Sunlight is the greatest life-giving force on our planet. It is also a potential source of more clean energy that we can ever use.
The amount of solar energy reaching the surface of the Earth is estimated to be a staggering 3.4 million exajoules (EJ) a year. To give you some idea of how much this is, a single EJ is one quintillion (one million trillion) joules (the T hoku earthquake and tsunami measured in at 0.175EJ).
The sun’s rays bathing the Earth in a single year are enough to supply humanity, at its current rate of primary energy consumption, with energy for 7,000 to 8,000 years.
That means that capturing just a minuscule fraction (less than 0.1 percent) of this abundance could theoretically cover all our energy needs. It is little wonder that solar energy has created such a buzz of excitement. It is “free”, clean, green and is in absolutely no danger of running out for the rest of human existence.
However, numerous economic, political and technical barriers stand in the way of tapping this apparently boundless resource.
One largely neglected factor is land. Most people do not think of land as a constraint on our ability to exploit this manna from the heavens. But solar installations are so space-hungry that switching large proportions of our electricity supply to solar power would occupy enormous swathes of land.
Just how much is not really known because official statistical reporting and models assume the land use of solar installations to be negligible and, hence, exclude this factor.
To fill this knowledge gap, a new study, produced as part of the European Union-funded LOCOMOTION project aimed at producing environmental policy models, estimates that the land requirements for solar energy are far from negligible.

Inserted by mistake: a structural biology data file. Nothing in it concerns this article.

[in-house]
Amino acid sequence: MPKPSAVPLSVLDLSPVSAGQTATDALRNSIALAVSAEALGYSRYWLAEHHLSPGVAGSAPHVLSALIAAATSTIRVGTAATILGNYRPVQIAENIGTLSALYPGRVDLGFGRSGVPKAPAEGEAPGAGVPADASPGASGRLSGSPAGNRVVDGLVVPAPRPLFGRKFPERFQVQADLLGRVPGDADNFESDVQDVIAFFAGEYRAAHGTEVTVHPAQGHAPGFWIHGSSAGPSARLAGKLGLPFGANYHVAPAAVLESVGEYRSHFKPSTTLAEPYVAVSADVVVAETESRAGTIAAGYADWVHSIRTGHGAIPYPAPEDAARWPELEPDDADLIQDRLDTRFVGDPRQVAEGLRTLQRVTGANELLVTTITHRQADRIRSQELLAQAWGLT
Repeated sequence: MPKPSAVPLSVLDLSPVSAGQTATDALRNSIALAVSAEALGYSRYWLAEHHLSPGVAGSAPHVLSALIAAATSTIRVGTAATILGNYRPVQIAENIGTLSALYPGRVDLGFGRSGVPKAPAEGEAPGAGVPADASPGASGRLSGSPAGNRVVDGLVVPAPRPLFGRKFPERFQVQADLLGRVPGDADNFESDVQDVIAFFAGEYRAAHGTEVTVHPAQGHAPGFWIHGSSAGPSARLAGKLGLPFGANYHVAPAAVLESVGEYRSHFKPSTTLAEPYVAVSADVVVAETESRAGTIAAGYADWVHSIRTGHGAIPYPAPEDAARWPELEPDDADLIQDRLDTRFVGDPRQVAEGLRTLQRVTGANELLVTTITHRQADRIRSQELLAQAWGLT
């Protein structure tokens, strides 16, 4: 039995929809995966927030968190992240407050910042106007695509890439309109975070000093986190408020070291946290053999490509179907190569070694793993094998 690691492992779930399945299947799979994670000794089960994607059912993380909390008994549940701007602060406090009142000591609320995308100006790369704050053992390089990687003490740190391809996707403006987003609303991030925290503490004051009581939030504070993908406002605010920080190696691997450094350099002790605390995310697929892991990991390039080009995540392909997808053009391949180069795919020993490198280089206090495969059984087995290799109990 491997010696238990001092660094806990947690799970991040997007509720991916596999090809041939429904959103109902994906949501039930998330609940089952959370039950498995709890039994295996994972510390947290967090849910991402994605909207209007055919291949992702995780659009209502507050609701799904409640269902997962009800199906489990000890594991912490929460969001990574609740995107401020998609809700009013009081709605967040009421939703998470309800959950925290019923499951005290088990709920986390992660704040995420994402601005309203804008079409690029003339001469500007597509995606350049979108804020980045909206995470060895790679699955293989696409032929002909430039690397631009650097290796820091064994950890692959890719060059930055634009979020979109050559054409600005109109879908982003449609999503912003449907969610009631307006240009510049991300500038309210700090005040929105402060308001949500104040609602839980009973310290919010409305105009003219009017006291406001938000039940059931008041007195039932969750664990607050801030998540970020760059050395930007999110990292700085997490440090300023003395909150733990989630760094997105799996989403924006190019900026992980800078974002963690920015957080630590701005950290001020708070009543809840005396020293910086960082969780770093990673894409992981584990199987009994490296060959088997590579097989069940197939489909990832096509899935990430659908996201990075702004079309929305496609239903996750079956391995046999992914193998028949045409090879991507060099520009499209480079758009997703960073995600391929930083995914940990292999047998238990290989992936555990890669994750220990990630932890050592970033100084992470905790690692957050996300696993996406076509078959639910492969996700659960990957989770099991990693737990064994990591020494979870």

Focusing on the EU, Japan, South Korea and India, the simulation forecasts that, in a scenario where 80 percent of electricity is extracted from the sun by 2050, solar installations would require as much as 5 percent of the total landmass (in the case of Japan and South Korea).
In the EU, the land requirements would reach up to 2.8 percent of the bloc’s total territory. To give you an idea of the scale of this, an estimated 4 percent of EU land is currently covered with man-made surfaces, such as cities, towns, villages and roads and other infrastructure required to sustain them. “If at least half of the produced electricity comes from solar power. Land for solar would amount to over 50% of the current EU urban land, over 85% for India, and over 75% in Japan and South-Korea,” the paper observes.
“This huge demand for land will not help the renewable transition,” Dirk-Jan Van de Ven of the Basque Centre for Climate Change (BC3), the lead author of the study, told me. “Land occupation usually has several negative side-effects, and the aesthetic impacts will be noticed by many, potentially affecting public support for such a transition,” he added.
These environmental side effects can be both direct and indirect. Potential direct impacts include the conversion of arable land and the fragmentation of ecosystems.
Excerpted: ‘There are grounds for concern about solar power’
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